No one told me about how good the food can be in Switzerland- the wine, the chanterelles, and Oh My, the cheese.  Also, I’m not sure I really grasped just how organized the trail system is in the Alps with convenient rest stops for food and drink seemingly every few miles.  At the end of a 9-mile trail run we celebrated with mediocre pasta and an over-the-top delicious plate of polenta.  It came out sizzling in a cast iron pan, topped with a chunky marina sauce, melted cheese from the valley below and thick slices of bacon lardon.  It may have been August but that is a wintry comfort food I would eat any time of year. 

Spicy Cumin Lamb Noodles. (Pictured above)  Xi’an Famous Foods, New York, New York.
I have fond memories of a solo trip to China many years ago, particularly of the food I ate in the Northern city of Xi’an where the spices of the East meet the hearty hand cut wheat noodles of China.  Xi’an Famous Foods does justice to the city for which it is named.  A sinus clearing, steaming bowl of spicy cumin lamb noodles brought back a flood of memories with every slurp.

Mie Goreng with LambBorobudur, Indonesia.
We escaped our plush hotel one night and its unadventurous tourist food for real local experience.  Sitting cross-legged on plastic mats, the hotel’s restaurant manager had brought us to his personal favorite restaurant in town normally patronized only by locals.  He ordered for us- plates of satay and mie goreng were washed down with warm beer from the convenience store next door.  The spice from the mie goreng- thin rice noodles stir fried with lamb- was so potent that we coughed and our eyes watered even from several meters away from the wok at the street side stall.  Our eyes watered still, this time with happiness, as we asked our guide to order seconds. More on Indonesian street food eating: Eating the Street and the Street Bites Back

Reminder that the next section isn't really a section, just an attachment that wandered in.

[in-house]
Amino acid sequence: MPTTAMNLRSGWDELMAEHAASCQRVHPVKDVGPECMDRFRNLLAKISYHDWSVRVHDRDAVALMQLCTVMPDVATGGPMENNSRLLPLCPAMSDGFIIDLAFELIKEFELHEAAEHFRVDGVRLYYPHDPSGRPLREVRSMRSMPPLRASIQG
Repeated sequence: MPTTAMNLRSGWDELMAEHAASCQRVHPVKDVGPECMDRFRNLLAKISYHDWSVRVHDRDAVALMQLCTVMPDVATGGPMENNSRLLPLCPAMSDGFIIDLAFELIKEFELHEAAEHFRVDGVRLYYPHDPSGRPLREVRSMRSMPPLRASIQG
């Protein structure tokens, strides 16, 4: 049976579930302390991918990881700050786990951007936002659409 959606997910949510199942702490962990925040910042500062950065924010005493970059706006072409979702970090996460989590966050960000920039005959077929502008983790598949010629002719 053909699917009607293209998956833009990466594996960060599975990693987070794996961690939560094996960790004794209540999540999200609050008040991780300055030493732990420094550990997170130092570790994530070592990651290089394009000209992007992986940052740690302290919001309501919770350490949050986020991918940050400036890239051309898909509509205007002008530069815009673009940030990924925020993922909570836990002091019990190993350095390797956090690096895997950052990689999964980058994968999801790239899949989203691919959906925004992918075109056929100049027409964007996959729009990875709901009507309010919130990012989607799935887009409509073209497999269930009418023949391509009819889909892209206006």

Salsa. El Banco, Puerto Vallarta.
It is hard to choose a favorite part of this spectacular retreat on the Mexican coast far away from the crowds of Puerta Vallarta.  If I had to choose one thing, it might be the salsa whipped up daily by the villa’s chef.  We managed to overcome my lack of Spanish and her lack of English when she taught me how to make this salsa of blackened chilies simply by watching her work.  I now can have a little taste of Mexico whenever I get the urge.
Find the recipe for Olinka's Salsa Here: For Heat Loving Gringos

Herbs, Flowers, Foraged Greens, Curds and Whey. Forage, Salt Lake City, Utah.
“Forage” was certainly a buzzword of 2011 in the world of food, but this restaurant was enough ahead of the trend to actually name this small, sleek establishment after one of the methods through which these young chef/owners procure their food.  A simple salad of herbs and flowers from their backyard greenhouse and foraged greens from a nearby park was topped with milky whey and salty curds.  It sounded strange, looked beautiful, and tasted hauntingly of the land from which the dish came.
For a detailed account of my meal at Forage, click here: And the Winner Is...

Lasagna. Bianca, New York, New York.
Not new for me, the lasagna at Bianca was special precisely because it is an old familiar friend.  Our first night moving into our new apartment in New York after living in California for over five years, it was to Bianca we went to celebrate with paper thin sheets of pasta layered with béchamel and meat sauce- possibly the best lasagna anywhere in the world.

Stay tuned for the best of my year in cooking.  

Amy Powell is a food and travel writer based in New York City. She is a graduate of Cornell University's School of Hotel Administration and the French Culinary Institute. Follow her on Twitter @amymariepowell